Wednesday, March 30, 2005

Slave of the "Culture of Death"
I have commented before that "schiavo" is the Italian word for "slave". It is just too fitting that Terri Schiavo has become a pawn of the culture of death. The slaves of that culture have made her a slave for their purposes. I have been reading quite a bit about the Terri Schiavo drama. I am outraged at what is going on and not quite sure what to do about it. I believe that we have reached a new low, a turning point, and I fear for what this latest episode will mean for the world inherited by those who are now children. A couple of questions come to mind from the latest round of Terri reading I have been doing:

(1) Remember when we were told that feeding Terri was prolonging her dying? Remember when we were made to believe that without extreme medical intervention, Terri would not survive? Folks, if she was really dying already (and, therefore, food was only prolonging the agony) then why are we now in day 13 of her starvation? Why is it taking so long? Could it be that, despite being severely incapacitated, she was otherwise healthy? I know it takes days and days for an otherwise strong person to die from starvation, but why is it taking Terri so long, especially if somewhere in that quiet brain of hers, she has the original desire (as her husband claims) to die anyway? Just seems a little odd to me.

(2) I am sure a legal scholar could describe all sorts of minutia that contributed to the courts consistent rulings against Terri keeping her feeding tube. I can't enter into that debate. However, it seems clear that the crux of the argument of the Felos-Michael Schiavo camp is that Terri herself allegedly expressed to Michael a desire to not be kept alive if severely incapacitated and in a state such as hers. NONE of us can know whether that alleged conversation ever took place and, if it did, whether Michael's claim is an accurate account of Terri's wishes. There is no record of that alleged conversation (and certainly not a legally binding one) and Terri never made such wishes known to others in a manner that could be known without doubt. But you and I DO know something else about Terri's wishes, something that is public, that is fact, that is recognized by the courts, and which, it seems to me, ought to be given FAR MORE weight than the private words allegedly spoken to Michael. We know that Michael and Terri married. They stood before a community of others and publicly professed their love for each other and their committment to each other "...for better, for worse, for richer, for poorer, in sickness and in health, until death do us part."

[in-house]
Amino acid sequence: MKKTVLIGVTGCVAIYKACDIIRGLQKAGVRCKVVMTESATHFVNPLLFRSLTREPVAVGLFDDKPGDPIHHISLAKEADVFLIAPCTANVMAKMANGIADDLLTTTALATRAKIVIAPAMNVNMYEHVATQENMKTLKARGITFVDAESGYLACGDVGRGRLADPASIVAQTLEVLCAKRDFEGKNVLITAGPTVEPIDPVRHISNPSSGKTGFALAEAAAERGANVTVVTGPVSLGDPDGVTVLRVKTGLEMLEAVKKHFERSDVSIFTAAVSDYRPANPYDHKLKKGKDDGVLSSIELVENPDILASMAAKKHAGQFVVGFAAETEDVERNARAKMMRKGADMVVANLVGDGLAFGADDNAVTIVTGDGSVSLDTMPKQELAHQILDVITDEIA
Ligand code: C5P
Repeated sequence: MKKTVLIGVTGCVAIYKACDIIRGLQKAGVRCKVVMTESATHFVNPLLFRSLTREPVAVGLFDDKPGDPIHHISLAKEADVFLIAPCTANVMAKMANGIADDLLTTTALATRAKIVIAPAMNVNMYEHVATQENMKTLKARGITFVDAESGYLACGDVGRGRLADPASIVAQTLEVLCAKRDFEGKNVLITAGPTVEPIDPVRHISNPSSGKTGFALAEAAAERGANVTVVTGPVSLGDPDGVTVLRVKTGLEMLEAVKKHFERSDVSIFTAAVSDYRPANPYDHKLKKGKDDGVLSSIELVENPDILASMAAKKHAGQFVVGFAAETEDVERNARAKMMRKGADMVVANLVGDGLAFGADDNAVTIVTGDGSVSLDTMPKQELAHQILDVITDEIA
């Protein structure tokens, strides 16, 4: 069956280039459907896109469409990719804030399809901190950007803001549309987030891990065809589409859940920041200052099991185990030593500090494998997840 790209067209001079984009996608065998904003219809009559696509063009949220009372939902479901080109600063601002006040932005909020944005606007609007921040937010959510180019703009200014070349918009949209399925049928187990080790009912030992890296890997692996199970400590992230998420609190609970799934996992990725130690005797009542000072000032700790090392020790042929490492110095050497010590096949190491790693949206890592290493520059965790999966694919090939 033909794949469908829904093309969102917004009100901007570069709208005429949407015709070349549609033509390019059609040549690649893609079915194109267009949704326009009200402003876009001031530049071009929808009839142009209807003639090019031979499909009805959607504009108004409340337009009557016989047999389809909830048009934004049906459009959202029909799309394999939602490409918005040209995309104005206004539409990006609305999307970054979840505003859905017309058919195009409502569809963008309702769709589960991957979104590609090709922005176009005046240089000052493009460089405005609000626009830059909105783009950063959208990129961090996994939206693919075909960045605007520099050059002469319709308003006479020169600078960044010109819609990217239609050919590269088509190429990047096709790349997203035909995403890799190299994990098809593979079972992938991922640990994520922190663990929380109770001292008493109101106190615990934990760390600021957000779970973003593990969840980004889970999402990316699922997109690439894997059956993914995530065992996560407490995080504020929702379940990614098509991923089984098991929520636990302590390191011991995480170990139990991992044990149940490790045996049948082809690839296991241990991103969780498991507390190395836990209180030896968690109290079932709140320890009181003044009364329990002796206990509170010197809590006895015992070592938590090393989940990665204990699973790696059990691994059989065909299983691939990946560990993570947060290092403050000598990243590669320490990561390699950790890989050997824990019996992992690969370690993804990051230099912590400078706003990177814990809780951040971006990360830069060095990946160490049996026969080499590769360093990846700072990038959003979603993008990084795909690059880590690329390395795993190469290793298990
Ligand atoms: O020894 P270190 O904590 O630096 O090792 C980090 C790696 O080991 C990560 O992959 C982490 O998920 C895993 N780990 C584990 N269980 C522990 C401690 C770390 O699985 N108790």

We all know WITHOUT A DOUBT that Terri did publicly express her desire to be faithful to her husband and received what she hoped was his desire to be faithful to her in all of the above states of life. And even if you won't grant me that, we AT LEAST know this with more certitude than we know the claim that Terri told Michael she would not want to be kept alive in her current condition. Furthermore, we also know, because it is public record, that Michael has not been faithful to his wife, has not lived up to those vows he made with her in public. There is nothing private, alleged, or unknown about this: witnesses heard them both state their vows, the State recognizes its legitimacy, and it is publicly known that Michael has been living with a woman who is not his wife and has two children with her. Why is a private conversation, for which there is no record, and upon the truth of which Terri's very life rests, being given more weight than the public marriage vows which were proclaimed before multiple witnesses and which are recognized as legally true and binding by the State issuing the marriage license?

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